A black conservative activist says he was neither shocked nor surprised that the only black member of the U.S. Senate – who happens to be conservative and Republican – wasn’t invited to speak at the recent 50th anniversary celebration of the March on Washington.
When Dr. Martin Luther King, Jr. gave his famous “I Have a Dream” speech on the Washington Mall 50 years ago, he probably had someone like South Carolina Senator Tim Scott in mind. Scott, currently the only black member of the United States Senate, would seem to be a natural fit as a symbol of how far blacks have come in half a century. But the Republican lawmaker, who was first elected to Congress on the strength of the tea party movement, wasn’t invited to speak at the observance.
Kevin Martin is a spokesman for the black conservative organization Project 21 (The National Leadership Network of Black Conservatives). He believes those hosting the event didn’t want to give any exposure to Scott, who is running for the seat again next year.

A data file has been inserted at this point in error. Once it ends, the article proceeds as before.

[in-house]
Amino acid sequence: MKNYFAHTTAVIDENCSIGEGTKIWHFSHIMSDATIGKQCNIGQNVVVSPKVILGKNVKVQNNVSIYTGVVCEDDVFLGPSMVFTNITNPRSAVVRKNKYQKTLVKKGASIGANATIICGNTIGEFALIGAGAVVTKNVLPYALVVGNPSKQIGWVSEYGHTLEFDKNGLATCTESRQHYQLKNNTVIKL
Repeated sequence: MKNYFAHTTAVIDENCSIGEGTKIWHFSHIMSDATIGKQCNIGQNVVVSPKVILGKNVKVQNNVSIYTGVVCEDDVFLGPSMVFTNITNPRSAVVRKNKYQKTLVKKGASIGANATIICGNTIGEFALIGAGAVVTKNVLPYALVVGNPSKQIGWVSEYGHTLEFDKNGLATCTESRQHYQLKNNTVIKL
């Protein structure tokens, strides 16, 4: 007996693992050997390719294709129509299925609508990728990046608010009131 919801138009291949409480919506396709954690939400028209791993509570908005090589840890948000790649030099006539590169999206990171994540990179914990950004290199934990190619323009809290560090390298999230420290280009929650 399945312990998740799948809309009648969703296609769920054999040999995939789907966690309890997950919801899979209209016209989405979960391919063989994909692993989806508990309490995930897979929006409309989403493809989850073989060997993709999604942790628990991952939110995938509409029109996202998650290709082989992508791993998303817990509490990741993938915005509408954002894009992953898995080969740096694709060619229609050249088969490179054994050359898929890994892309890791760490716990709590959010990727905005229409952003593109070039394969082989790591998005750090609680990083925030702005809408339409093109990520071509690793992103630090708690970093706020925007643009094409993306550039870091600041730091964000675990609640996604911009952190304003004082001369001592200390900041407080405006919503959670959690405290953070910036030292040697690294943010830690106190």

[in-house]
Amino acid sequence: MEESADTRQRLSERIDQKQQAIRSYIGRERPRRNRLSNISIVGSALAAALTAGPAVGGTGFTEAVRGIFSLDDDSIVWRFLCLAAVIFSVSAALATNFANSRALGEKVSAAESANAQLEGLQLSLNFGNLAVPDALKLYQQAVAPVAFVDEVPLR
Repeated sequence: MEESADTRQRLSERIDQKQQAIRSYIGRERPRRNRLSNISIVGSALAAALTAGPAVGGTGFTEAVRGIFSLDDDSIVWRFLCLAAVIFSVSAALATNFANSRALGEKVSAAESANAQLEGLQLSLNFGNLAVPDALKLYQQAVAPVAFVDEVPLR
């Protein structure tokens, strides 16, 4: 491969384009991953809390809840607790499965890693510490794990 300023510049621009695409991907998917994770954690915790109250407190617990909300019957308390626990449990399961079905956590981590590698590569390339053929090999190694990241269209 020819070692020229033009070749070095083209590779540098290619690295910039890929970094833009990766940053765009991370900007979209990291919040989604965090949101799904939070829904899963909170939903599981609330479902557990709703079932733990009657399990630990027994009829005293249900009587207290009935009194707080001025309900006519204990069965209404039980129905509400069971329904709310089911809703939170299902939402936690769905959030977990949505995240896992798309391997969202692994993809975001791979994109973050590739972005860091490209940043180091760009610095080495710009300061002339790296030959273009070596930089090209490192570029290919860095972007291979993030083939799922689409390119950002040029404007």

“This basically was a left-wing pep rally,” he says of the observance on the National Mall. “It was basically designed for the mid-term elections in 2014.
“You have some of the most villainous leftists out there – and they are in fear,” Martin continues. “And basically that has to do with the U.S. Senate. They know once they lose that, that President Obama really is a lame-duck after that.”
The Project 21 spokesman says one could also not help but notice that the only sitting black U.S. Supreme Court justice, Clarence Thomas, was not at the event as well.
“It basically goes to show that the new form of racism is not skin color, not gender, not even sexual orientation,” he remarks. “It’s basically ideology – and if you do not have a liberal ideology, you’re not invited to events like this.”
Martin points out famed brain surgeon Dr. Ben Carson was another accomplished black who didn’t receive an invitation. Carson has been an outspoken critic of President Obama’s domestic policies, particularly those dealing with healthcare.